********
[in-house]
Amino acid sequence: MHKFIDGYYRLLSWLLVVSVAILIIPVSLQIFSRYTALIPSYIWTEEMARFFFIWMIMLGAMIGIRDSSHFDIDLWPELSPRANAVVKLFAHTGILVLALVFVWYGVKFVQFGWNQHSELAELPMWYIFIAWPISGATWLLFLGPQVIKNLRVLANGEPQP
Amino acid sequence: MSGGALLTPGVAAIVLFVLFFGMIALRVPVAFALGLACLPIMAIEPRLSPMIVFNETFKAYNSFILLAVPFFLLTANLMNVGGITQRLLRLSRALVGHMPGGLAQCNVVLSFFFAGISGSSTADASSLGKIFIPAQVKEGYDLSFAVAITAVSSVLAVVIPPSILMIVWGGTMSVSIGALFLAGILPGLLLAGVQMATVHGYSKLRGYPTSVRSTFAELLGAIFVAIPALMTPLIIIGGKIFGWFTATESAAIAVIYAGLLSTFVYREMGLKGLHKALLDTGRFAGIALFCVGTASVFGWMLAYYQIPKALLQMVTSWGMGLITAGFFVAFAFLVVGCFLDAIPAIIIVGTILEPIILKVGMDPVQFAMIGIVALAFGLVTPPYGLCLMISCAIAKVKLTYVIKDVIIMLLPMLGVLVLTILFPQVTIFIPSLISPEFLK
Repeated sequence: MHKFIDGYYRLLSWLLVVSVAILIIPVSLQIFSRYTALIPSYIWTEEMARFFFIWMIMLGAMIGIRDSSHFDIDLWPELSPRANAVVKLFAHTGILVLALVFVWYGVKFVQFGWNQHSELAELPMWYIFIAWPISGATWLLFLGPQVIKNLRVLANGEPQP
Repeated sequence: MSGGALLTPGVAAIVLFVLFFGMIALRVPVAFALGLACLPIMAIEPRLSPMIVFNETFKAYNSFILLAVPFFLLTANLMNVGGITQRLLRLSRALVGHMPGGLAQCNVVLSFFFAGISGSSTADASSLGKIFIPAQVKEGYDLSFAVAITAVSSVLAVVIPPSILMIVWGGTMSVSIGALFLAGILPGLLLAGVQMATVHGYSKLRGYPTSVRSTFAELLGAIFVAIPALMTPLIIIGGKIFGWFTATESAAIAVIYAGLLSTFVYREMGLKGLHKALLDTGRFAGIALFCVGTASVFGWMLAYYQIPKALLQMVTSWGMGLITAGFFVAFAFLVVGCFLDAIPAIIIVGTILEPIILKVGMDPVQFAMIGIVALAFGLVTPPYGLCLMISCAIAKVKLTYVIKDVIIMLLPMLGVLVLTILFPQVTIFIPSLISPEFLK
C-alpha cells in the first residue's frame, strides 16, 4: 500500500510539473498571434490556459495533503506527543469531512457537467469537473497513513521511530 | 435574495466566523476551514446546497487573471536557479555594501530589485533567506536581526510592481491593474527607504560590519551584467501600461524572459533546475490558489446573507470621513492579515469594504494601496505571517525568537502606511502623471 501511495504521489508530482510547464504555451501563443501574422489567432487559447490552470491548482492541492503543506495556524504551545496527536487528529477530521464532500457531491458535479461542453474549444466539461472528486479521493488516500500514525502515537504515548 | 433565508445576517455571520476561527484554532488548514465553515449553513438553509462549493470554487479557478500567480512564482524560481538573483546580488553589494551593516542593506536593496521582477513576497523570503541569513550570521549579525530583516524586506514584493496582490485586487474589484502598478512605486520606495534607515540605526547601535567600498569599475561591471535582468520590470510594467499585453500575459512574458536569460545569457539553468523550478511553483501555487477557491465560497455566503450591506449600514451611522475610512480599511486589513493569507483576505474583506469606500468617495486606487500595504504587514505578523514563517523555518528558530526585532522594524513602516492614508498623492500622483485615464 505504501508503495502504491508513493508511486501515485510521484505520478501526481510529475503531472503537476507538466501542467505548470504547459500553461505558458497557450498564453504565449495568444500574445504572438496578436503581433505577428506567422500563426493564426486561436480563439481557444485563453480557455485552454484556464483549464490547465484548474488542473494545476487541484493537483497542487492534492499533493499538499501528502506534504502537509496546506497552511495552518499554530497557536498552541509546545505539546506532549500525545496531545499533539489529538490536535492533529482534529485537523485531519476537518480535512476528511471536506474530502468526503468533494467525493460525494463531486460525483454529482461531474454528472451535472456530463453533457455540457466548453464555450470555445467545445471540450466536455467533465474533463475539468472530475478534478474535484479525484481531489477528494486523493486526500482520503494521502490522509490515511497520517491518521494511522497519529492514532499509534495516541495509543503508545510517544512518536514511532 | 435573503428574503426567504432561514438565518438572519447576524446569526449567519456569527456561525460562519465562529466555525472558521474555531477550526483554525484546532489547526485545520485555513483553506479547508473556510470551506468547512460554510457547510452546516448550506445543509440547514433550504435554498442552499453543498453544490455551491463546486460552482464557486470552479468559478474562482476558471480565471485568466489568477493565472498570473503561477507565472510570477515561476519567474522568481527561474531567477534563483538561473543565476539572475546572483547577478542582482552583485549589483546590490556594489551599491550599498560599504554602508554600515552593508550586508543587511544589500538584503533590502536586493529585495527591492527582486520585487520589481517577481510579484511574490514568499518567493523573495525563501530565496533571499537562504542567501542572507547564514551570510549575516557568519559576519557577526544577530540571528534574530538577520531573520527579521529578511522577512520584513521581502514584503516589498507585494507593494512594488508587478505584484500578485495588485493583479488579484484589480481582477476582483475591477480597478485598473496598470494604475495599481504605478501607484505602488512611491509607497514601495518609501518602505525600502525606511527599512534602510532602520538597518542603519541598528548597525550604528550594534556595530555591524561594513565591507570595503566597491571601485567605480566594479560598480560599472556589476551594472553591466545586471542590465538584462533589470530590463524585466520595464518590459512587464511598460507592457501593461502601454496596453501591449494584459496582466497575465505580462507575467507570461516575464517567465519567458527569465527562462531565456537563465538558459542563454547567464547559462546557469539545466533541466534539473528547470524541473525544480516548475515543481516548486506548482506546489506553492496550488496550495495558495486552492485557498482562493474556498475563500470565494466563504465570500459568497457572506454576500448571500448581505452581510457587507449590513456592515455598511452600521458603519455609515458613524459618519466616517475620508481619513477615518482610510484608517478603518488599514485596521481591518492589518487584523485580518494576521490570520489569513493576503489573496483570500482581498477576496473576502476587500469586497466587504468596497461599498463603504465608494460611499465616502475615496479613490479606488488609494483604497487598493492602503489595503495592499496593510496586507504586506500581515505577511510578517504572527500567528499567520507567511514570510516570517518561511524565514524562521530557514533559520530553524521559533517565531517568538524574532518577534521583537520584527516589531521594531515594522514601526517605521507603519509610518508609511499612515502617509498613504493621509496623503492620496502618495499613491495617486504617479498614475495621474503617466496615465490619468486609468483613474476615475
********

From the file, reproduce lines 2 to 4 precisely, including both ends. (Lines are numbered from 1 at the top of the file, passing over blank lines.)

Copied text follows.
Amino acid sequence: MHKFIDGYYRLLSWLLVVSVAILIIPVSLQIFSRYTALIPSYIWTEEMARFFFIWMIMLGAMIGIRDSSHFDIDLWPELSPRANAVVKLFAHTGILVLALVFVWYGVKFVQFGWNQHSELAELPMWYIFIAWPISGATWLLFLGPQVIKNLRVLANGEPQP
Amino acid sequence: MSGGALLTPGVAAIVLFVLFFGMIALRVPVAFALGLACLPIMAIEPRLSPMIVFNETFKAYNSFILLAVPFFLLTANLMNVGGITQRLLRLSRALVGHMPGGLAQCNVVLSFFFAGISGSSTADASSLGKIFIPAQVKEGYDLSFAVAITAVSSVLAVVIPPSILMIVWGGTMSVSIGALFLAGILPGLLLAGVQMATVHGYSKLRGYPTSVRSTFAELLGAIFVAIPALMTPLIIIGGKIFGWFTATESAAIAVIYAGLLSTFVYREMGLKGLHKALLDTGRFAGIALFCVGTASVFGWMLAYYQIPKALLQMVTSWGMGLITAGFFVAFAFLVVGCFLDAIPAIIIVGTILEPIILKVGMDPVQFAMIGIVALAFGLVTPPYGLCLMISCAIAKVKLTYVIKDVIIMLLPMLGVLVLTILFPQVTIFIPSLISPEFLK
Repeated sequence: MHKFIDGYYRLLSWLLVVSVAILIIPVSLQIFSRYTALIPSYIWTEEMARFFFIWMIMLGAMIGIRDSSHFDIDLWPELSPRANAVVKLFAHTGILVLALVFVWYGVKFVQFGWNQHSELAELPMWYIFIAWPISGATWLLFLGPQVIKNLRVLANGEPQP